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Ticks Are Part of the Natural Landscape  

May/June 2017


In the warmer weather we start worrying about ticks, but according to the Lake County Health Department, daily even hourly weather conditions can affect tick activity, which is not restricted to spring and summer.  A warm day in December, in the 50s, can stimulate activity.  Ticks don’t mind humidity because they can dry out very easily.  In most instances they hang onto plants waiting for something to brush by, but if it’s windy or hot they prefer staying on leaves or at the bottom of grass. 

It is important for residents to take precautions against ticks. Ticks can infect humans and wildlife with bacteria, viruses and parasites that can cause serious illness. There are two species of ticks in Lake County: the deer tick and the wood tick. Of these two species, only deer ticks can transmit Lyme disease. However, wood ticks, also referred to as American dog ticks, do have the ability to pass on other bacterial infections such as Rocky Mountain spotted fever and tularemia.

Deer Tick

• Can transmit Lyme disease
• Very small in size –1/8 inch long
• Brownish-orange with black spot near head (female)
• All black with brown border on rear edge (male)
• Found most commonly in wooded areas and leaf litter
• Also referred to as black-legged tick
• Can transmit other pathogens, such as Babesia and Anaplasma

Wood Tick

• Unlikely to transmit Lyme disease
• Twice as large as a deer tick – 1/4-inch long
• Dark body with white markings near head (female)
• Dark body with white markings covering back (male)
• Found most commonly in grassy and shrubby areas

Lyme Disease 

Although deer ticks are native to North America, they were not found in northern Illinois prior to 2000 and were first documented in Lake County in 2006.  Statistics kept by the Lake County Health Department confirm that cases of Lyme disease in the County are on the rise.  According to the Health Department, in order to transmit illness, a deer tick must be attached to the skin for at least 24 hours. Generally symptoms of Lyme Disease occur 7 to 14 days after the deer tick has consumed a blood meal.

Symptoms of Lyme Disease 

• “bull’s-eye” rashes or lesions around the site of the bite 
• fever 
• fatigue
• headache
• muscle and/or joint aches 

 Removing Ticks

• Do use tweezers or a tick remover (purchase at pet stores or over internet) to grasp the body near the skin surface and pull gently.  
• Do use a piece of tissue to grasp the body and pull gently backwards.
• Do not use a lighted cigarette or match to burn off a tick and don’t cover it with petroleum jelly (shock can cause a tick to transmit bacteria faster).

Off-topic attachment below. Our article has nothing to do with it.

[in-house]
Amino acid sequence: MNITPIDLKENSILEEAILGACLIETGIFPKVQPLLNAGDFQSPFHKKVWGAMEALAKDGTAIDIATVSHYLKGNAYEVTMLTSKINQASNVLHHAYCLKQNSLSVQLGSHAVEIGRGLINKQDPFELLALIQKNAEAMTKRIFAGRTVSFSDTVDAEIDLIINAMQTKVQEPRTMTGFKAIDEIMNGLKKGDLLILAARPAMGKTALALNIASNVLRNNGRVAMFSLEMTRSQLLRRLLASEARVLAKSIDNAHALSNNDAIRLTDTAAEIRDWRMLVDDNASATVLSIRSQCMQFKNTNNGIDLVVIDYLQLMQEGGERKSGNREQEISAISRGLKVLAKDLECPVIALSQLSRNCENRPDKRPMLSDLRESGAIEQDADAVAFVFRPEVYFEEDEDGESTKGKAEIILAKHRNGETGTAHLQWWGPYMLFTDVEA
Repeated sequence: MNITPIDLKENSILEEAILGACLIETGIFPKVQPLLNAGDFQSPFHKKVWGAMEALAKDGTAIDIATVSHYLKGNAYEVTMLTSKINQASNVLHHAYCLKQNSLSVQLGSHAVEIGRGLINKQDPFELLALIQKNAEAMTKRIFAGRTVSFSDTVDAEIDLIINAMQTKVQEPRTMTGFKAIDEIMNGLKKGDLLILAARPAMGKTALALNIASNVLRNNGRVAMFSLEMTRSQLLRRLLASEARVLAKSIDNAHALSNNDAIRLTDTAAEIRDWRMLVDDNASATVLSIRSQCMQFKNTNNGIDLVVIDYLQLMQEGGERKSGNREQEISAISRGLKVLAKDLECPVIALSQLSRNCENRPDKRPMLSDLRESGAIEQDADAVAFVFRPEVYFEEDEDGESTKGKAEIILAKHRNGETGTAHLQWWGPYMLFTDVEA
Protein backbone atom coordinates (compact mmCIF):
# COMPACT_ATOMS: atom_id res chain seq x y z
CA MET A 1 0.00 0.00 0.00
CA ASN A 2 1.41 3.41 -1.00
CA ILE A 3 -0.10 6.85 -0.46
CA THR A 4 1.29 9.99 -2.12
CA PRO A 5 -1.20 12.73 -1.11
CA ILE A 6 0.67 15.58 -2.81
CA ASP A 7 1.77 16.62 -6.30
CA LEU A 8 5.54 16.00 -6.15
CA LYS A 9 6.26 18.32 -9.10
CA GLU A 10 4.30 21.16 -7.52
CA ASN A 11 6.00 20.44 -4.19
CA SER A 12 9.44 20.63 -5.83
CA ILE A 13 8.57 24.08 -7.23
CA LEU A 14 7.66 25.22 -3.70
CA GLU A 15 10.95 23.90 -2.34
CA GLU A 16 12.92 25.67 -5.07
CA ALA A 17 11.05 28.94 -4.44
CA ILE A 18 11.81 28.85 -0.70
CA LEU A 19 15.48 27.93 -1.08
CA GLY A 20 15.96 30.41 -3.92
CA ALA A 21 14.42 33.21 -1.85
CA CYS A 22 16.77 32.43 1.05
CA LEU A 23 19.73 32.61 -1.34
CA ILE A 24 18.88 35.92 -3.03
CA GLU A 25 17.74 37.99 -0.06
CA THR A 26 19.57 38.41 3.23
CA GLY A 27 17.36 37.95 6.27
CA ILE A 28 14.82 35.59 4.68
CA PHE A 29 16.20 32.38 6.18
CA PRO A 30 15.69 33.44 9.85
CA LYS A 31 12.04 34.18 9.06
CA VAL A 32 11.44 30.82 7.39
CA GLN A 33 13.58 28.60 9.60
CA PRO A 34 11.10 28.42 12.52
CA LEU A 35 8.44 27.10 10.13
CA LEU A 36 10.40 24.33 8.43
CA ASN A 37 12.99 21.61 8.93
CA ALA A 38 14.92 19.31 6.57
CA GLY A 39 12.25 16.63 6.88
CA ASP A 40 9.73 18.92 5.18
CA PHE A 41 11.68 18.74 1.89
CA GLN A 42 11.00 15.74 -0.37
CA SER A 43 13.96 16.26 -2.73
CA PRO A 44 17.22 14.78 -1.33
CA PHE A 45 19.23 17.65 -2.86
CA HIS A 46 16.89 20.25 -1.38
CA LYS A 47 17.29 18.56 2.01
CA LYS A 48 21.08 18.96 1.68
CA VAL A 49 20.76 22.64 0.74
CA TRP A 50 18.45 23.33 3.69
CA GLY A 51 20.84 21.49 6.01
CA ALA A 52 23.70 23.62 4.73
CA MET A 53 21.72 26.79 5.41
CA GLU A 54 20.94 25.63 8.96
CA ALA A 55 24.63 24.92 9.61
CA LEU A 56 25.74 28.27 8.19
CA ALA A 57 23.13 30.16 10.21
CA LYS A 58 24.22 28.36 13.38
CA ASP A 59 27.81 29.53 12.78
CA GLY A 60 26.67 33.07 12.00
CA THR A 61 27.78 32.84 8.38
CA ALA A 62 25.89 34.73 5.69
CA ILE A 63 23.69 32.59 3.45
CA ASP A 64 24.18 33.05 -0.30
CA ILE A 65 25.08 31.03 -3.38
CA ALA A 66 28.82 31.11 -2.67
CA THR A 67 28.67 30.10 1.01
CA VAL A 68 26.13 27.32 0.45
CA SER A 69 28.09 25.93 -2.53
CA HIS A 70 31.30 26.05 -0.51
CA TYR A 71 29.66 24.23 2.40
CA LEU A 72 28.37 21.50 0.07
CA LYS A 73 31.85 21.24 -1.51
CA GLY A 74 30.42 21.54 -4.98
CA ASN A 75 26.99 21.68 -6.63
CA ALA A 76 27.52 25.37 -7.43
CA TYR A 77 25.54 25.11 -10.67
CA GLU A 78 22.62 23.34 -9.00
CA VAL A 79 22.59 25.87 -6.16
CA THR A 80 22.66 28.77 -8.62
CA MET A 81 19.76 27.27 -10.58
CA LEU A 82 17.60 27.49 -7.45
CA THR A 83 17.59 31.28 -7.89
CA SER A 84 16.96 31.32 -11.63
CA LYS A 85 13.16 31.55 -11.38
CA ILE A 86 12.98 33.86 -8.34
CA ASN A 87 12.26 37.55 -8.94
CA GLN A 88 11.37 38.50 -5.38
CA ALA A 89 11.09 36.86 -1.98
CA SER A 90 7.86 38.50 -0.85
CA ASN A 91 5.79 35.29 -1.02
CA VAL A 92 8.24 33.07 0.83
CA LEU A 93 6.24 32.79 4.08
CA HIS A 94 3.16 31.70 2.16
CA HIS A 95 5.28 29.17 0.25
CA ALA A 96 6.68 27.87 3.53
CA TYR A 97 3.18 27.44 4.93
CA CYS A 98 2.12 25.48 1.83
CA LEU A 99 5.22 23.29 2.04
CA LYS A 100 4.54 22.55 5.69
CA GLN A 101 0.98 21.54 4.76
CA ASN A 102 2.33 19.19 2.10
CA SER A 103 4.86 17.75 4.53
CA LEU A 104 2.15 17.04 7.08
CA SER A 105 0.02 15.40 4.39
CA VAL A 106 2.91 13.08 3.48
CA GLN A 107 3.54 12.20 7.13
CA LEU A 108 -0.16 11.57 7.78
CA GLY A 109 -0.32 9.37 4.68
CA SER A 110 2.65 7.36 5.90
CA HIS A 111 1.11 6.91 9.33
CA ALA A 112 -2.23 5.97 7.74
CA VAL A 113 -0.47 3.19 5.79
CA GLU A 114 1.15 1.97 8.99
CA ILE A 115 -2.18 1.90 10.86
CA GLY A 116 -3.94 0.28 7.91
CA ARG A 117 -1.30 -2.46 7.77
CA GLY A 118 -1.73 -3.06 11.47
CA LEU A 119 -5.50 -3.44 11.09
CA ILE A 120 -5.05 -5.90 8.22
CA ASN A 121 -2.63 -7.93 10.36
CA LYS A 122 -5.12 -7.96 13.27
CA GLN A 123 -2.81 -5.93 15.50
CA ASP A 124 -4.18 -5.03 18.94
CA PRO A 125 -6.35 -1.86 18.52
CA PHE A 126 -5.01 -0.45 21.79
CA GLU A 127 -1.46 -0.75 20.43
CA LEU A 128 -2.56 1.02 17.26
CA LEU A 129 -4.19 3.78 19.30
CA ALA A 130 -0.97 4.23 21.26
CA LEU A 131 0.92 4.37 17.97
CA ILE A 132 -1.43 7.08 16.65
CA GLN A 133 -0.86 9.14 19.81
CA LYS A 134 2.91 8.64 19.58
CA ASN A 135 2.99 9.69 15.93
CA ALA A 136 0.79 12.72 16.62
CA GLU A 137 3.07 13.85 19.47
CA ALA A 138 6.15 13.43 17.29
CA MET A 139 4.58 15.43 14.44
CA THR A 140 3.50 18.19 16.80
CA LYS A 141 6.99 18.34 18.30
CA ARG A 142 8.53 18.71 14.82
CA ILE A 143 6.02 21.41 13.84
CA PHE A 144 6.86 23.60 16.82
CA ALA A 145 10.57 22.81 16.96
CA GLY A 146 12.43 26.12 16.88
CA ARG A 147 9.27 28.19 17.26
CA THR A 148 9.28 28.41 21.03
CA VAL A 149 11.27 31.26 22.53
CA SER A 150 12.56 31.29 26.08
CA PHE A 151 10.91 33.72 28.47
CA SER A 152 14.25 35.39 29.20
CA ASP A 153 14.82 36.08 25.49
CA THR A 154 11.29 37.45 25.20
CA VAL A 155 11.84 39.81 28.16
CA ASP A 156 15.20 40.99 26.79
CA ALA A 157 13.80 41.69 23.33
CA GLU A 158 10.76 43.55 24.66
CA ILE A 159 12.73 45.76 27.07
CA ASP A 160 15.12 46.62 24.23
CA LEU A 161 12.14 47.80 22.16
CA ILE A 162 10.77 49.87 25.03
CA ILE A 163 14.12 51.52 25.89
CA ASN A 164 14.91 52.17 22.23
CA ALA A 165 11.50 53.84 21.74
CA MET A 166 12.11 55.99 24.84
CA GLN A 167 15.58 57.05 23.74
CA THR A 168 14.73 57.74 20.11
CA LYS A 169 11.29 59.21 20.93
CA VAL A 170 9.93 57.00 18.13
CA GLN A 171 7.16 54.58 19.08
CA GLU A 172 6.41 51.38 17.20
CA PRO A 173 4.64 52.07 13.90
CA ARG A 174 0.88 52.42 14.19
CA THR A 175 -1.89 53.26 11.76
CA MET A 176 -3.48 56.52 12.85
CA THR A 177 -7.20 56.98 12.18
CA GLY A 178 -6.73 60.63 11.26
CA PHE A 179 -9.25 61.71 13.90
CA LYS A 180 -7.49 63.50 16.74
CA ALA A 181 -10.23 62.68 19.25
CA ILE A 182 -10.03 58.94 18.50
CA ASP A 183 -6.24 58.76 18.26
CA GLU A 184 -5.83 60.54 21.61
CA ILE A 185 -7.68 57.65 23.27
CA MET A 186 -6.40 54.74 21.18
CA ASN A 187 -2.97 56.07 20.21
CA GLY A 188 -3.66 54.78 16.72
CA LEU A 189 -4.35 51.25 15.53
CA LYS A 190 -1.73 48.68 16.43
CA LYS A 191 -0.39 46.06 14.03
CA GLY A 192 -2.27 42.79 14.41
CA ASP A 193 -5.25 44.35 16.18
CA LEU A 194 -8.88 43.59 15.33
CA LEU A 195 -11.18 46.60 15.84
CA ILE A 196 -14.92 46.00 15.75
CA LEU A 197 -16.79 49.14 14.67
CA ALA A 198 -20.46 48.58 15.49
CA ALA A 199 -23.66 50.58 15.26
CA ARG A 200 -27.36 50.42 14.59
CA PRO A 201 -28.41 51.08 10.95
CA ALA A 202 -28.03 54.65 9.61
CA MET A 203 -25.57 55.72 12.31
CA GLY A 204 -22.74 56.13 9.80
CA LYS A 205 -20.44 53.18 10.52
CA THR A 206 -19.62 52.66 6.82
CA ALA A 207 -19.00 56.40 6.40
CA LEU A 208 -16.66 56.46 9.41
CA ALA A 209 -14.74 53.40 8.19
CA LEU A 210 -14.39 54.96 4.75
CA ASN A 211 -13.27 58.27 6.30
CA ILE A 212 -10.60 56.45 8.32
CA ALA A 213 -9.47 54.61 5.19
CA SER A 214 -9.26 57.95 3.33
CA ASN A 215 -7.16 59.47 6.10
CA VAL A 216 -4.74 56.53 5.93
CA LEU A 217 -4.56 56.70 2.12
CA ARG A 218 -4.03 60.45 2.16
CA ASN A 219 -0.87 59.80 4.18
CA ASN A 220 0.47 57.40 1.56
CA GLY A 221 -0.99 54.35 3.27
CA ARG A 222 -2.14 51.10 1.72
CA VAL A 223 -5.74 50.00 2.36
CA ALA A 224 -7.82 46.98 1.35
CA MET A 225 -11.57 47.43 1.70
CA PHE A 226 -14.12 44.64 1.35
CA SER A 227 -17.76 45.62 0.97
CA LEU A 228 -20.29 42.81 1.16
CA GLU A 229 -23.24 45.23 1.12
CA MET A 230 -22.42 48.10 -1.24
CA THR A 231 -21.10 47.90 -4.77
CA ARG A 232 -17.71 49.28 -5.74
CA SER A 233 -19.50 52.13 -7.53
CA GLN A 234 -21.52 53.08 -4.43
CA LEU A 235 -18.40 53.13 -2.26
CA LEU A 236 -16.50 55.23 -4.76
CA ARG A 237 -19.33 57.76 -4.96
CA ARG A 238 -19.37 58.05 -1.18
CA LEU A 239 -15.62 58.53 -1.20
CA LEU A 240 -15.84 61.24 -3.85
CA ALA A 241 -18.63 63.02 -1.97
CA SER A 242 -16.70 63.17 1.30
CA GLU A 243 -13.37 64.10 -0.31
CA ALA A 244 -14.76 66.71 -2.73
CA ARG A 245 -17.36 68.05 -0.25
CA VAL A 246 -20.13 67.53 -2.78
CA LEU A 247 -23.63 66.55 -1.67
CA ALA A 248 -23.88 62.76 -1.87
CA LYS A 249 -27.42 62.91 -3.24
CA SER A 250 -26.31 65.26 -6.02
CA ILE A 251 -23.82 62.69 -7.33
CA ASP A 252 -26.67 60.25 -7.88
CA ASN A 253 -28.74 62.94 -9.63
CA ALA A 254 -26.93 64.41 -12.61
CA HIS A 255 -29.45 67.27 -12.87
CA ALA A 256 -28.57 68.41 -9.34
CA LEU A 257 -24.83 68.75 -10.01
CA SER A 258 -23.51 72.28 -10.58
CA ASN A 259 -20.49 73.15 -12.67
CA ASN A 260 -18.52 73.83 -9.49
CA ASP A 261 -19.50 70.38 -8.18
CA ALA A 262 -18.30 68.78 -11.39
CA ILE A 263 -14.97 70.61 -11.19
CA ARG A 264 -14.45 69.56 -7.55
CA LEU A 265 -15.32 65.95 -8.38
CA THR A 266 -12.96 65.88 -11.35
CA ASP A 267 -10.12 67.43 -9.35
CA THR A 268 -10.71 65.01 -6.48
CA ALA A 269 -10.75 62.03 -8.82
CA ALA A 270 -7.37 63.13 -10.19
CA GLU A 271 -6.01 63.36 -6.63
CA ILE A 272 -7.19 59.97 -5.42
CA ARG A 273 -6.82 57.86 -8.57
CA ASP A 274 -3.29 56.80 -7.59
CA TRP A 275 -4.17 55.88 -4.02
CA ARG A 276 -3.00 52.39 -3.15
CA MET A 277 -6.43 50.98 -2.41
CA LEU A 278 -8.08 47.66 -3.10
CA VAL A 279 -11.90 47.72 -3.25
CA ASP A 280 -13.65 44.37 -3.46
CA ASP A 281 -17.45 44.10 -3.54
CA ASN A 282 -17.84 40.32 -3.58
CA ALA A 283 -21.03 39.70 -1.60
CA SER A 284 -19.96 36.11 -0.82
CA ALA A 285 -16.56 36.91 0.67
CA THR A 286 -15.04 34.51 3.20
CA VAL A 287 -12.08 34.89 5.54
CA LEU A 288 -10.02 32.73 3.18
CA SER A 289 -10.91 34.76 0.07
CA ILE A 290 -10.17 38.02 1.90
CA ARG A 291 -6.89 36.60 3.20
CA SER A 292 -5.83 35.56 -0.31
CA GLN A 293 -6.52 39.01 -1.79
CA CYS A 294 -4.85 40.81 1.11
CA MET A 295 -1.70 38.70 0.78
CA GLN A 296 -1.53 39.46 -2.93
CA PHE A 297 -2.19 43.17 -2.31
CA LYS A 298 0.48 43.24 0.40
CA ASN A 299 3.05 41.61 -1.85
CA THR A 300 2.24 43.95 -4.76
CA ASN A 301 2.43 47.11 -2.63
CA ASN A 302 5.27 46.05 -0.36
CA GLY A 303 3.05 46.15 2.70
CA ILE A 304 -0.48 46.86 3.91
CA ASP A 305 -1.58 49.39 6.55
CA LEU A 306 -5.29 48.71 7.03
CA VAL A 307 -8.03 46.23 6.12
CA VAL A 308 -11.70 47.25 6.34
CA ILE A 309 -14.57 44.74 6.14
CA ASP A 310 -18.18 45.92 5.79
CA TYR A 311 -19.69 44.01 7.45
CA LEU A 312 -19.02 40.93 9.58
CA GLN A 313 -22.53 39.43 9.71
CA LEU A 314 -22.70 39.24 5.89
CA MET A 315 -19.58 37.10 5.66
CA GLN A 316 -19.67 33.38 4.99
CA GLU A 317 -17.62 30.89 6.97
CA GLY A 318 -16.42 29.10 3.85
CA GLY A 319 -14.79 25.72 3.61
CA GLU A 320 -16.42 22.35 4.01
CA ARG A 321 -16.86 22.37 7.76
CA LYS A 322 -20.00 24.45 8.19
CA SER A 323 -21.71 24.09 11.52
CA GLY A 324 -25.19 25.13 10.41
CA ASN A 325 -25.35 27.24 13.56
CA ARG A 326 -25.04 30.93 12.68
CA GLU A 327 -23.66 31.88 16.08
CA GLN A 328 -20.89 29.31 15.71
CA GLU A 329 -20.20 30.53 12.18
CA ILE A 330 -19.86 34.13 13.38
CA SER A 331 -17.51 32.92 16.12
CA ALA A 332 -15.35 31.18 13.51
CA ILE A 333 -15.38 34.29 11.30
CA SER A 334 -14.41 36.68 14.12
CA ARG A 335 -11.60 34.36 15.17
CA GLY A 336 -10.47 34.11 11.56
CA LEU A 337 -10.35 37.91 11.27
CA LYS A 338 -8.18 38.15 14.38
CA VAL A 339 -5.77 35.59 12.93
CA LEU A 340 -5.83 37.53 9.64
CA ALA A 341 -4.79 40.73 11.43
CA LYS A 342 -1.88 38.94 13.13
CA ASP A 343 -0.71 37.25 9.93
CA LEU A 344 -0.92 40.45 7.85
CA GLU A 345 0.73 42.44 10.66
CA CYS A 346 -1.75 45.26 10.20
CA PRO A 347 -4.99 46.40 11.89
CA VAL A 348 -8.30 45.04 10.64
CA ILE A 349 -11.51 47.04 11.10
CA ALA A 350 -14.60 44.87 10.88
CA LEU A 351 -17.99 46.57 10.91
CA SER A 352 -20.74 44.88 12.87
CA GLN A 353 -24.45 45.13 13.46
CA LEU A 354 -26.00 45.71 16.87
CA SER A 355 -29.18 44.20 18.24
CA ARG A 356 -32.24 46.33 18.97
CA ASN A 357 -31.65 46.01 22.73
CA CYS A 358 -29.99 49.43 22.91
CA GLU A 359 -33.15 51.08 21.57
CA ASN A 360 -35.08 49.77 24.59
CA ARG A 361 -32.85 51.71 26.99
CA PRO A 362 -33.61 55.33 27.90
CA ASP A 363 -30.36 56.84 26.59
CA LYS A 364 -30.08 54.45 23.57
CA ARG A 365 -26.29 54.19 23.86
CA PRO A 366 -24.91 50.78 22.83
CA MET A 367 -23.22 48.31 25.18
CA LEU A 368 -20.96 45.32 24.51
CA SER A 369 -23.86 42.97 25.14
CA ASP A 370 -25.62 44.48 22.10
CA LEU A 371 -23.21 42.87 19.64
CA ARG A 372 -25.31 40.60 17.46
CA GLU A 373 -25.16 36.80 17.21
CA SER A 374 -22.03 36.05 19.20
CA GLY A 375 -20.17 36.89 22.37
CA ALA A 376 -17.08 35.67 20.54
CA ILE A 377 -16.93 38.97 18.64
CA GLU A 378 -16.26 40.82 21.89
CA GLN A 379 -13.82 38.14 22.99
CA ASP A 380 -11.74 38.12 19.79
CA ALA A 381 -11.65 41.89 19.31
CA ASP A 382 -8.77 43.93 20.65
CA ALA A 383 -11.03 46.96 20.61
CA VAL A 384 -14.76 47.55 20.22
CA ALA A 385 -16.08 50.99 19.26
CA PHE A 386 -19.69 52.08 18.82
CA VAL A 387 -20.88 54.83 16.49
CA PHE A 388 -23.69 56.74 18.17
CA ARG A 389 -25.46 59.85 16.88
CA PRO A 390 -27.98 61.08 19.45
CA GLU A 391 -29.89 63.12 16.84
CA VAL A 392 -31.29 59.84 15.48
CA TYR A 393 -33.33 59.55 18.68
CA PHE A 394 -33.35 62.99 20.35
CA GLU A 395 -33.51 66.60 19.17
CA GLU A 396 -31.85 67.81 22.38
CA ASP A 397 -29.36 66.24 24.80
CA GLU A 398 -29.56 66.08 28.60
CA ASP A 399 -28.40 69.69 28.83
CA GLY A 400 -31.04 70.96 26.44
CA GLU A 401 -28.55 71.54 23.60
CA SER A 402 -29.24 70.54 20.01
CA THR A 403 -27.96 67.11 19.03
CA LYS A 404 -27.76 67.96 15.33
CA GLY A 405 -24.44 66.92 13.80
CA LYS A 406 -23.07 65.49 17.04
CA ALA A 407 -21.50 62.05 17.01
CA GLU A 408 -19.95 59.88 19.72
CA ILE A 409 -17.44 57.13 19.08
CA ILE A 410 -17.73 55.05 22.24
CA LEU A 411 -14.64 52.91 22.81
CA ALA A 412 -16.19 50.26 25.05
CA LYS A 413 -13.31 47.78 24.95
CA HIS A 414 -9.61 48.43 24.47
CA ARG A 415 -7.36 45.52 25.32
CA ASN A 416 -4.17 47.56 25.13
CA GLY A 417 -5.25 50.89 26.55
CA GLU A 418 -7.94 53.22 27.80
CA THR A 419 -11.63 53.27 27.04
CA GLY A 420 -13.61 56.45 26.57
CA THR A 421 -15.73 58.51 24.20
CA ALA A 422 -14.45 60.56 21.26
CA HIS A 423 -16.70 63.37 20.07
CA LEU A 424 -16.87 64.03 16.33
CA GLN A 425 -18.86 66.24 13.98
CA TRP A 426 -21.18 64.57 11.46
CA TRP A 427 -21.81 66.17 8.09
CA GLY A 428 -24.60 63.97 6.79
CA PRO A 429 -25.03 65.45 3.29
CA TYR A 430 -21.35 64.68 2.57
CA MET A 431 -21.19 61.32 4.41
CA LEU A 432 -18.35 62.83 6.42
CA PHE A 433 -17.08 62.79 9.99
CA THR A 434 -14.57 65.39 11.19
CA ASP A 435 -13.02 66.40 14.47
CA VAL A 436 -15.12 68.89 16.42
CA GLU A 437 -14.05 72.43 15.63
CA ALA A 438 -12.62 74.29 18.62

• Do not twist or yank the body.

Follow-up

• If the mouth parts do break off, do not become alarmed. Once the mouthparts are detached from the rest of the body, the tick can no longer transmit the Lyme disease bacteria because the bacteria are located in the stomach (keep the area clean and allow the head to dislodge naturally)
• If you want to have an intact tick identified, put it in a small    vial of rubbing alcohol and contact the Lake County Health Department.

Prevention reduces risk 

Warm moist weather brings out ticks! If hiking or walking in a wooded area stay in the middle of the path and follow some simple rules.

   Skin – 

• Use an insect repellent with DEET  (children - 30% DEET or      less; adults - 40% DEET or less)  Avoid hands, eyes and mouth. 

   Clothing – 

• Use permethrin 0.5% on clothing ONLY.  Permethrin kills ticks on contact, but should not be used on skin.  It remains    protective through several washings. 
• Choose light-colored clothing with long sleeves and long pants.
• Pull up socks over the pants.
• Wrap duck tape (sticky side out) where pants and socks meet.

   Pets – 

• Protect pets with a product such as Frontline. Used as instructed, it should protect your pet from ticks, fleas, flea eggs/larvae and lice.

Check for ticks after outdoor activities  

The following actions are recommended by the Center for Disease Control (CDC) to detect ticks or prevent attachment

• Do thorough body checks, including children and pets. Ticks are often found on the neck, behind the ears, in the areas of the groin, under arms, behind the knees, between the legs, around the waist, and especially in hair.

• Take a bath or shower as soon as possible after coming indoors (preferably within 2 hours) 

• Examine gear and pets thoroughly.  Ticks can ride into a home on clothing, backpacks and pets and then later attach to a person.

• Place any dry clothes worn in the woods in a clothes dryer and tumble dry for 10 minutes at a high setting.  If the clothes are damp, additional drying time may be needed. 

• If clothes are very dirty and require washing, hot water is recommended.  Cold or medium temperature water will not kill ticks effectively.  If hot water cannot be used on the clothes, wash the clothes as instructed and dry them using a low-heat setting for 90 minutes.  Clothes should be warm and completely dry.

 


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